Dynamic culture: #OWS, Occupy DC & Gen Y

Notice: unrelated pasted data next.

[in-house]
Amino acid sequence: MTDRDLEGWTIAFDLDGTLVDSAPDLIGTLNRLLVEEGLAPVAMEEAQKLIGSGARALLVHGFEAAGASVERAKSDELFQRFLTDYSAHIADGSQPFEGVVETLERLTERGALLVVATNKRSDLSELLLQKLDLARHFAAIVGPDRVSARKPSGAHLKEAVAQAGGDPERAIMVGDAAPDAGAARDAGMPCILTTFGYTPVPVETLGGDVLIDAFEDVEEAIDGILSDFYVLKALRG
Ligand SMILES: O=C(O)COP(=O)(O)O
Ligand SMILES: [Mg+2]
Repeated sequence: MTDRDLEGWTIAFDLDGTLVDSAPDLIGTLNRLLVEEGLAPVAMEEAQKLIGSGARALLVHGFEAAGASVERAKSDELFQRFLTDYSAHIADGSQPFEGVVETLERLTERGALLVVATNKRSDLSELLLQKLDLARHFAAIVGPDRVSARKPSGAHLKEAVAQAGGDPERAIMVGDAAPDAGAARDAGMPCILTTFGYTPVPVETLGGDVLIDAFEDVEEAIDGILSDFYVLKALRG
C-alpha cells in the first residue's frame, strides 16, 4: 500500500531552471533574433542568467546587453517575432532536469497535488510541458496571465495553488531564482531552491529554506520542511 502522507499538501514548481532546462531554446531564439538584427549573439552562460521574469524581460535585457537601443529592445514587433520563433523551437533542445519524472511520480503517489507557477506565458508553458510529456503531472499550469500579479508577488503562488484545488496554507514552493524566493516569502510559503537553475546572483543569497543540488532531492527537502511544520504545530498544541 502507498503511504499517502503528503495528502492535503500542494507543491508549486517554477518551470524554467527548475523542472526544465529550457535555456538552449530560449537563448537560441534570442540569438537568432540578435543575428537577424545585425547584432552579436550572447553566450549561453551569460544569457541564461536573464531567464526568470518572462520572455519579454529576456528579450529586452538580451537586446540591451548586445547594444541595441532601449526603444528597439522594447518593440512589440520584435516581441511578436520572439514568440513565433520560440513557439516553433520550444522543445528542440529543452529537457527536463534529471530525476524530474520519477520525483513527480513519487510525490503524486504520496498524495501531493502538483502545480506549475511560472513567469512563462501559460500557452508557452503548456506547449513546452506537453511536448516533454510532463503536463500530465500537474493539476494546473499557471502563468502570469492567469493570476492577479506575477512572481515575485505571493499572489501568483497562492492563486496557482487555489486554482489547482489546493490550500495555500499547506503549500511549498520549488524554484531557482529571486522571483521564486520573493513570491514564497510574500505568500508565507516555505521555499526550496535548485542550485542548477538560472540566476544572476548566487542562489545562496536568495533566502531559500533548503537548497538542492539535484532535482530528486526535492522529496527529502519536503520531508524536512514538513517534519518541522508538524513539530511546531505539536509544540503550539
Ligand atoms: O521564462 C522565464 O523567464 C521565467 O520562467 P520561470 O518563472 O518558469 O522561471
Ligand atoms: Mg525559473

Fast Company recently provided a solid breakdown of the demographics behind the Occupy Wall Street movement. Fast Company: OWS stats. Here’s some important things many people I’ve spoke with don’t seem to know: 26.7% of those participating are enrolled in school, and only 10% are full-time students. I was surprised by these numbers as they indicated OWS is not a student-led movement by any means, which provides a strong contrast to the anti-Vietnam protest of the late 60’s. Also it’s important to note, there doesn’t appear to be a strong university presence by any means, not only numbers wise but also location wise, as no protests are taking place at colleges or on university campuses. A third of protesters are over 35. While I couldn’t find a stat of how many are under 30, this was pretty striking to me, in the sense that this doesn’t appear to be an age specific movement. Therefore, despite what some of the articles I’ve read are saying, Generation Y is not driving the movement in any way whatsoever. At Onesixtyfourth, we’ve talked about GenY’s preponderance for conformity in the sense that we are not a riot-induced, crazily protesting generation. So to see if this held true I did some mother-in-law research about OWS and spoke to some friends to learn about their thoughts and involvement. There were essentially three types of responses: It’s stupid and it’s terrible and they should just go out and get jobs instead of complaining. (I should note that these comments are from Georgetown students and a lot of them are probably considered as coming from families in the...